captures. One Lieutenant and ten privates by Ninth Virginia cavalry. Four privates by Thirteenth Virginia cavalry. Sixteen horses and equipments. Referring to the horses captured from my command, I have to say that, owing to the smallness of my force, (two regiments being detached,) my picket at Wellford's Ford was small and when the enemy dashed upon Colonel Lewis they were separated some distance from their horses, and being partially surprised, they had to make their escape without their horses, as they were in great danger of themselves being captured. It is needless to state that the Major-General of cavalry was on the field most of the time, and that his presence gave confidence and stability to the command. I have the honor to remain, Very respectfully, Your obedient servant,
staff Ninth Virginia. killed. WOUNDED MISSING. Pris'rs. horses. remarks. Officers. Privates. Officers. Privates. Officers. Privates. Officers. Privates. Killed. Wounded. Captured. Staff, 1 A. A. General's horse's leg broken. Ninth Virginia, 1 2 1 12 Private missing, supposed to be a prisoner. Thirteenth Virginia, 1 1 3 1 Second North Carolina, 4 Lieut. Gary, of Thirteenth, slightly wounded.W. H. F. Lee, Brigadier-General, commanding Cavalry Brigade.
Report of Colonel Chambliss.
headquarters Thirteenth Virginia cavalry, April 17, 1863.Captain: In obedience to instructions, I have the honor to report the operations of my regiment with the enemy, on the fourteenth and fifteenth instants. On the fourteenth, under the direction of the General commanding brigade, my regiment was posted at Kelley's Ford, supporting sharpshooters in the rifle-pits--Lieutenant Gary, company “D,” having been previously sent to the Rappahannock bridge with twenty sharpshooters, to take position in the rifle-pits. During the day, he had been driven out of his position, and I called upon him for an explanation. He stated that the block-house was occupied by a few men of another regiment, posted to prevent the crossing of the bridge, allowed the enemy to come over without firing a shot, and thereby exposed his flank; that he was fired into from that direction, while a body of the enemy's mounted men were attempting to cross the ford; these he gave a volley and retired on account of what has just been stated. He left the pits with his men, but soon, however, took position in the block-house, under sharp fire of the enemy. Lieutenant Gary was wounded; no other casualties occurred during the day. On the fifteenth I received orders, and moved with my command towards Wellford's Ford, as the enemy were reported to have crossed in large force. Owing to heavy details, I had only forty men in camp, and came upon the rear guard of the enemy near Beverly's Ford, where we charged them and drove them pell-mell into the river, capturing fourteen prisoners and drowning several. The only casualties were one man wounded and one missing. All the men and officers behaved well, and charged under heavy fire through a rocky and swollen stream. It is useless to say more, as this occurred under the immediate eyes of the General; but I cannot close this report without mentioning the energy and cool bravery displayed by my Adjutant, Lieutenant Nash, on the occasion above alluded to. I am, Captain, your obedient servant,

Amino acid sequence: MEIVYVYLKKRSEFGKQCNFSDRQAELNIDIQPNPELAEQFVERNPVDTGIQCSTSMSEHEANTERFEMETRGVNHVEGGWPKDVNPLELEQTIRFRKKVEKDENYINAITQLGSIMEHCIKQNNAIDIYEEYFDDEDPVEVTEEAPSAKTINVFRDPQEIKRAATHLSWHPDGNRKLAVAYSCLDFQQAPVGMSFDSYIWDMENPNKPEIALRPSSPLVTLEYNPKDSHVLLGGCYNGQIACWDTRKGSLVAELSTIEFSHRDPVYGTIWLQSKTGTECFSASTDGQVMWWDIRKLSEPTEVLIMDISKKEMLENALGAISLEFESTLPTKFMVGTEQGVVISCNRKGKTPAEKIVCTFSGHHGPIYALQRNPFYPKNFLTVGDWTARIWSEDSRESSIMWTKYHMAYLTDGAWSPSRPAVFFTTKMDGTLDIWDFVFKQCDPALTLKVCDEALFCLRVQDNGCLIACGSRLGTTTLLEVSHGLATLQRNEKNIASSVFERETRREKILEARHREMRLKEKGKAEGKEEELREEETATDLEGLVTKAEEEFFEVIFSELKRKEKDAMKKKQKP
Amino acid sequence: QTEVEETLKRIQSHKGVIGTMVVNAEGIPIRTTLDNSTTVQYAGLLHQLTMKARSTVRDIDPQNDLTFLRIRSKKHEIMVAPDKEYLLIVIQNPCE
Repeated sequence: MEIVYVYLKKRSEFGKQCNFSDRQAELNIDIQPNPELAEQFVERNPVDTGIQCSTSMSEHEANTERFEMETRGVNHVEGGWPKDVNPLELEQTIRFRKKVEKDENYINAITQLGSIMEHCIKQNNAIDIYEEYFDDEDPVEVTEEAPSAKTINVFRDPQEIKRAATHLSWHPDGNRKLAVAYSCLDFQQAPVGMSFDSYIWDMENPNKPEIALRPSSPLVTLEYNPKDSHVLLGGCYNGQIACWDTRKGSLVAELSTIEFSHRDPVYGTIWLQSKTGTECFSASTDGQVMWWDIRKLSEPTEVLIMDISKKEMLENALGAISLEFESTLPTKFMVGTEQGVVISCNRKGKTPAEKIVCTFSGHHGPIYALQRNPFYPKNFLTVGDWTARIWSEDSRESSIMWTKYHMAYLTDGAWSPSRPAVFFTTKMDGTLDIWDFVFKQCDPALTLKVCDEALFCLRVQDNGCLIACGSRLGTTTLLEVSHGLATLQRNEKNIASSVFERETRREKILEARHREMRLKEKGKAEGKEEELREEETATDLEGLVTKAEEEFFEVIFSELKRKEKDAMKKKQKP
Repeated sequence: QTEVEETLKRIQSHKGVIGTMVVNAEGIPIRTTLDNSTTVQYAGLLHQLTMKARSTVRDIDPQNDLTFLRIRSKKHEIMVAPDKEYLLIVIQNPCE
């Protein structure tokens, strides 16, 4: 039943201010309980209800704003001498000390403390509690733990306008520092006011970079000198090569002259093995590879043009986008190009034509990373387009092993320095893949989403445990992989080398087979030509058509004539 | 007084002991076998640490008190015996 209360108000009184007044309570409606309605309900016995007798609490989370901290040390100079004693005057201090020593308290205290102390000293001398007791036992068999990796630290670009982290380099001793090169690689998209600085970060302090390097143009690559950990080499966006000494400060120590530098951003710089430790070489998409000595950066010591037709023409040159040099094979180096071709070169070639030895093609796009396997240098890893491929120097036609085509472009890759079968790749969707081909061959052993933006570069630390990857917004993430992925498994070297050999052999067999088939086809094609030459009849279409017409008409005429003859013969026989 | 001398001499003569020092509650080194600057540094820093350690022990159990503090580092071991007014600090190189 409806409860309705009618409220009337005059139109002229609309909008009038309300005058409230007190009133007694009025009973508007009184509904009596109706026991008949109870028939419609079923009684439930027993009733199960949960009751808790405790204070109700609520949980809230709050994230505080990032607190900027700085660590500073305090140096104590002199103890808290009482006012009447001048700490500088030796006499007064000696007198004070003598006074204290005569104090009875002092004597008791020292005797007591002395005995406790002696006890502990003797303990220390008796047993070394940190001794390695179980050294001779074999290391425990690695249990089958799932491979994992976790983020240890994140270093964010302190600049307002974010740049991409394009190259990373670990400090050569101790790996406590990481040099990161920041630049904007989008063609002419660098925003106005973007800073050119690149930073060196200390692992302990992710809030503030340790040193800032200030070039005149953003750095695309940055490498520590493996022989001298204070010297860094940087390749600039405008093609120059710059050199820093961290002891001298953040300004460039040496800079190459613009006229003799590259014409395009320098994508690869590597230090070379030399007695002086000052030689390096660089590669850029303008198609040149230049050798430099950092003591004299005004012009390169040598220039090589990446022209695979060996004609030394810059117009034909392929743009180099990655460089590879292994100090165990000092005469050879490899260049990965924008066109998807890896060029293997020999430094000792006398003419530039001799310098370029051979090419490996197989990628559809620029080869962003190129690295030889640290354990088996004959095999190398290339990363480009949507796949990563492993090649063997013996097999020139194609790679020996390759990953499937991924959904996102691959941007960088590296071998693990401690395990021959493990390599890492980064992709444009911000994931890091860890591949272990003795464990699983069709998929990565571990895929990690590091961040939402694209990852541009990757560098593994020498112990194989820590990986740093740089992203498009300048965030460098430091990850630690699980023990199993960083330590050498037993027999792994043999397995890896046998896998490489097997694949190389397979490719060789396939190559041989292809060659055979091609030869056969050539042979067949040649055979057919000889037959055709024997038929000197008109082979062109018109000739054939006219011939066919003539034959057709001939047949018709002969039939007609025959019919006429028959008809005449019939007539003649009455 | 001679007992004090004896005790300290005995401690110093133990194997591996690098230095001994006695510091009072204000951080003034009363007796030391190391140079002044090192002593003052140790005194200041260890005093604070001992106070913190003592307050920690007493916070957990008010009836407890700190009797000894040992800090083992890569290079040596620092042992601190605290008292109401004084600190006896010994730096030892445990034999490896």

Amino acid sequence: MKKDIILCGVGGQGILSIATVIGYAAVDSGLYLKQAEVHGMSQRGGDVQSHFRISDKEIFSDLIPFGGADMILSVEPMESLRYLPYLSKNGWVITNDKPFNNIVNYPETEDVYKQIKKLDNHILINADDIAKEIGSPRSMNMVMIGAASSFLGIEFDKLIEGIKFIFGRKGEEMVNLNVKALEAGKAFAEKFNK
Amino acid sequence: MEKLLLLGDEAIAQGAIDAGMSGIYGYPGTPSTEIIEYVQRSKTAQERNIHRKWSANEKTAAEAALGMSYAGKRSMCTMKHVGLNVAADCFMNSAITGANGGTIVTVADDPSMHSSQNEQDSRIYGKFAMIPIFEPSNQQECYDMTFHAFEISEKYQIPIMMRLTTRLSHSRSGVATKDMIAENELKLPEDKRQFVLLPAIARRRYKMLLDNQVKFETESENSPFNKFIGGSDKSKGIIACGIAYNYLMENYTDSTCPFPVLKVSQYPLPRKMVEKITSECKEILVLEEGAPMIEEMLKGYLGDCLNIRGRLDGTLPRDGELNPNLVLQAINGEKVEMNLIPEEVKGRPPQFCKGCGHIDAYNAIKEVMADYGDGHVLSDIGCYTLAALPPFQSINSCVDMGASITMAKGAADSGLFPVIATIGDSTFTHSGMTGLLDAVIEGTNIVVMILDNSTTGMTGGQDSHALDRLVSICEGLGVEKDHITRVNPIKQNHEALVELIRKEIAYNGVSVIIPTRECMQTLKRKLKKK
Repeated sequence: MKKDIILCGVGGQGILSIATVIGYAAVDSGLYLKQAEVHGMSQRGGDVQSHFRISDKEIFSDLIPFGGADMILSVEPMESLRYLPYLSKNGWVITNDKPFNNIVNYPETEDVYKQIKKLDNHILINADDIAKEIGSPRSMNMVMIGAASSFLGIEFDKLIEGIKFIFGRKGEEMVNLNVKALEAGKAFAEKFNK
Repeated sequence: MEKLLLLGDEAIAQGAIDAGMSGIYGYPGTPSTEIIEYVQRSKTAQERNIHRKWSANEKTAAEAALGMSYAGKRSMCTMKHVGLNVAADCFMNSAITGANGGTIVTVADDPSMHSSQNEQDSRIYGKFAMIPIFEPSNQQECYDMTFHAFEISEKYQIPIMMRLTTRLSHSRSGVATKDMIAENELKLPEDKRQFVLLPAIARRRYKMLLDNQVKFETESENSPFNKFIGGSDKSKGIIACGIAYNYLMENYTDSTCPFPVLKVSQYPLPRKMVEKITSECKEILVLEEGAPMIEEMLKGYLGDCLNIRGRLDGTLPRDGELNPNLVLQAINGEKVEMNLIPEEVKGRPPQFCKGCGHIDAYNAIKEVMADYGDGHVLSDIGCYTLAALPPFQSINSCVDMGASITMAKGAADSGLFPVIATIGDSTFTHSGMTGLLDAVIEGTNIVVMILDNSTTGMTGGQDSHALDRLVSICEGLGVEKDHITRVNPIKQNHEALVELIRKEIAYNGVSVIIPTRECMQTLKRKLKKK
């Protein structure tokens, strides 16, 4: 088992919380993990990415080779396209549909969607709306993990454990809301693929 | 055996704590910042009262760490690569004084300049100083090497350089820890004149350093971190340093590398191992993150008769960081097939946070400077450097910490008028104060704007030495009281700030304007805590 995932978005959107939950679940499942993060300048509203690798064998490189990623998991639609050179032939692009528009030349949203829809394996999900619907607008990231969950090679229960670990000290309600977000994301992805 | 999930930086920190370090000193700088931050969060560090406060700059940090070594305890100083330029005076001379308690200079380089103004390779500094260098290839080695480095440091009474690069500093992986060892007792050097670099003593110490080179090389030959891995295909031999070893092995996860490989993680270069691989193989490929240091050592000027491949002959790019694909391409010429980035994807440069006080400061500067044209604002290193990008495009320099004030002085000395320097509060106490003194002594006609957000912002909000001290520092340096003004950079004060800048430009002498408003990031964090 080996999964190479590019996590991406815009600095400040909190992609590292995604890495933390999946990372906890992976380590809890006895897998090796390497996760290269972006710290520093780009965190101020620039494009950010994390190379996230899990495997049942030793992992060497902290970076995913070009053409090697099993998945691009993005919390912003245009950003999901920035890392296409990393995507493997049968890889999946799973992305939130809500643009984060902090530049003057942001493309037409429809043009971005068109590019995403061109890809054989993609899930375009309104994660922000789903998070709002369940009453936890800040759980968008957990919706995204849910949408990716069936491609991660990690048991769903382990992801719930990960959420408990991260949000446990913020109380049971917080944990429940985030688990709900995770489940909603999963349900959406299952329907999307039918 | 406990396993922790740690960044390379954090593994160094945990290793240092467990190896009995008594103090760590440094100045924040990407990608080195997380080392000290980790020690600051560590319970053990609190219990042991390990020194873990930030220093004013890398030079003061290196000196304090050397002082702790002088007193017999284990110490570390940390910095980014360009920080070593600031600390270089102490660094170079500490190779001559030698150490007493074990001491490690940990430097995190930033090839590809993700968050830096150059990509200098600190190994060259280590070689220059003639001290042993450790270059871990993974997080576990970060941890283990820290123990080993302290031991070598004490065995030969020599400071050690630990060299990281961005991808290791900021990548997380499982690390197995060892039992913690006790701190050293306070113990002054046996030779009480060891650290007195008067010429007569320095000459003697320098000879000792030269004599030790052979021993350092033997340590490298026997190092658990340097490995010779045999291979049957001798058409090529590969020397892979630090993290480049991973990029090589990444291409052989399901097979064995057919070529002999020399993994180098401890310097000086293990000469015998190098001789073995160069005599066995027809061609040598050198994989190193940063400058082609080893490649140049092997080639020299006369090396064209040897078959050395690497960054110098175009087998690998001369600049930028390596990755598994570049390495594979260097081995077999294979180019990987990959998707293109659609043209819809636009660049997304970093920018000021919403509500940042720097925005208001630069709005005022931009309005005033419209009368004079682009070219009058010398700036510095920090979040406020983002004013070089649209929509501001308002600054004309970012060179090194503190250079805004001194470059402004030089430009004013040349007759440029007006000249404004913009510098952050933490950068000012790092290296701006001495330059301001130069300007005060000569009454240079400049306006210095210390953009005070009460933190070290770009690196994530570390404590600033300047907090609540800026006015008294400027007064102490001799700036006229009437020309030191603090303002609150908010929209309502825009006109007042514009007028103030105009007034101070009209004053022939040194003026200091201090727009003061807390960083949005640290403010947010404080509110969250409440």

Report of Colonel Beale.
headquarters Ninth Virginia cavalry, April 11, 1863.I submit report of the part taken by this command in the skirmishing on the Rappahannock on the fourteenth and fifteenth instants, together with casualties and captures. On the fourteenth one company, under command of Captain Stith Bolling, held the ford at Kelley's Mills, and repulsed, with some loss to the enemy, an attempt to cross with a force of two or more regiments. Another company, under immediate command of Captain John W. Hungerford, under Lieutenant Colonel Lewis, held the ford at Beverly's Mills. The balance were engaged in watching the enemy at Rappahannock bridge, and reestablishing the pickets driven out in the morning. On the fifteenth, the enemy having crossed in large force at a ford above, flanked that portion of the command under Lieutenant-Colonel Lewis, and came down upon them by surprise. The coolness and admirable manoeuvring of Lieutenant-Colonel
Brigadier-General W. H. F. Lee:
Brigadier-General W. H. F. Lee: